Yoo’s combination of scientific and humanities background proved invaluable in-house, both during his nine-year stint at tobacco behemoth Altria’s headquarters in Richmond, Virginia, and his decade at Danaher where he ascended to vice president and general counsel of its Leica Biosystems and Mammotome operating companies and established and chaired the conglomerate’s first Asian-American employee resource group. Soon, he’ll celebrate his second anniversary with Grace, which could be his most far-reaching role.
Bridging the info gap
“Think of all the large and complex companies with whom Grace does business,” Yoo says. “Our legal staff has to understand the business and products, communicate with engineers and technical people, and make it meaningful for judges, regulators, business professionals and sometimes the general public. We’ve got to have the ability to bridge all that.”
And to do so on a limited budget. Since taking over legal, Yoo has arranged monthly reviews for tracking and managing expenses and instilled an approach that has decreased core outside counsel spending by 15 percent in less than two years. If the team overspends for consecutive months, it investigates countermeasures to get back on track. He emphasizes that just like any other department, the legal team is expected to deliver bang for the buck.
He also emphasizes the need to partner effectively with the larger Grace organization. “I don’t like when the legal department functions like an inside law firm and just answers the legal questions presented at its door,” Yoo says. “I want our team to think as a full business partner and have business discussions informed by legal expertise so we can collaborate with internal customers to achieve the best outcome.”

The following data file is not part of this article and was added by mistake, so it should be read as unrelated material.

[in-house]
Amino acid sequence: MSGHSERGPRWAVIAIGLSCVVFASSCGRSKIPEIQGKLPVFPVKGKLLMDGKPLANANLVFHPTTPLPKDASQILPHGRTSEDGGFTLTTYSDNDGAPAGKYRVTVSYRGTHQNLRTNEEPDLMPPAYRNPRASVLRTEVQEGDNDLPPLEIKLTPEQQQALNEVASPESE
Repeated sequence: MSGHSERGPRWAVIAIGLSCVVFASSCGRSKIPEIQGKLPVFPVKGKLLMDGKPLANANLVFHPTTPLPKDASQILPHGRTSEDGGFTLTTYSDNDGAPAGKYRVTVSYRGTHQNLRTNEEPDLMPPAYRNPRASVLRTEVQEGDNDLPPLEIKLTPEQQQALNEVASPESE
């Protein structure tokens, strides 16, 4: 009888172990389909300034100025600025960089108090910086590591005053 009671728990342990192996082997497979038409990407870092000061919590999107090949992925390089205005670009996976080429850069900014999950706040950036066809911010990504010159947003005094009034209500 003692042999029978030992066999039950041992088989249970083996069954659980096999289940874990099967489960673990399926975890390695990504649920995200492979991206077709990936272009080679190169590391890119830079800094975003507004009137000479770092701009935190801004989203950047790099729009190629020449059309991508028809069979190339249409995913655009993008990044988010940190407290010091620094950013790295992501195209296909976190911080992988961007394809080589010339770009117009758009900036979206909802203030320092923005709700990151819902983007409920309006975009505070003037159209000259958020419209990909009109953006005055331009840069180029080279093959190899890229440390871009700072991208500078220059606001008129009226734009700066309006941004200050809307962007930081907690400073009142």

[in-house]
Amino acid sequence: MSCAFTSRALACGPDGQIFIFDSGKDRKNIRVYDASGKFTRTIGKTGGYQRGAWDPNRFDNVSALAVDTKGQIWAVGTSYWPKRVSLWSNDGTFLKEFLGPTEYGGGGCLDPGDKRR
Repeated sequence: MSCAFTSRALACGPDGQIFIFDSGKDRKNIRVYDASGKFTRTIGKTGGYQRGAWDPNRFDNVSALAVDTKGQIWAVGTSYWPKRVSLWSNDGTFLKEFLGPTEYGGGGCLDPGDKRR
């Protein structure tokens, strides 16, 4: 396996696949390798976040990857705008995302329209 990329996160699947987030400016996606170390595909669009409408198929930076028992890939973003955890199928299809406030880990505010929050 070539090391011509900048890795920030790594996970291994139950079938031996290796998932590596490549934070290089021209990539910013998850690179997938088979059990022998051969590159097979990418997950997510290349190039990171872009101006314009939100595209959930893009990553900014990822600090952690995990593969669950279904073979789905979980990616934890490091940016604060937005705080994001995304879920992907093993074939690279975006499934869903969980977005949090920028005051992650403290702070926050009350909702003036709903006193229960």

During the second half of last year, he instituted a legal department survey with internal business partners. The initial returns were very positive. He’ll keep doing it every six months to look continuously for areas to improve. It’s all part of the wide-ranging responsibility of leading the legal team at this multinational, where there’s always a myriad of pending issues.
It’s a different approach with Grace off the NYSE and under the ownership of the New York-based and family-owned Standard Industries. The public filings and quarterly focus have given way to more interaction between the C-suiters, owners, and board members.
“The information flow is more frequent, and the decisions are made faster,” says Yoo, who’s now part of publicly- and privately-owned companies. “Thanks to Standard’s long-term vision, we have a greater ability to strategize around the long term, instead of the quarter.”
Strength in diversity
Home life also fulfills Yoo and his wife Susan, whom he met as a private lawyer in New York City. They’re empty-nesters in Potomac, Maryland, as well as proud parents of three grown children: a lawyer son, a daughter in medical school, and a younger daughter making strides as an actress, writer, singer and dancer in New York City.
While the couple enjoys the cultural and recreational opportunities in the Greater Washington, D.C., area, there’s not always much time for that, what with Grace active on so many fronts in Maryland, nationwide and worldwide. For Yoo, it calls for a deft legal touch—and more.
“I joke that what I do day to day isn’t primarily the practice of law,” he says. “It’s the practice of people and business.”
View this feature in the Vanguard Winter II 2024 Edition here.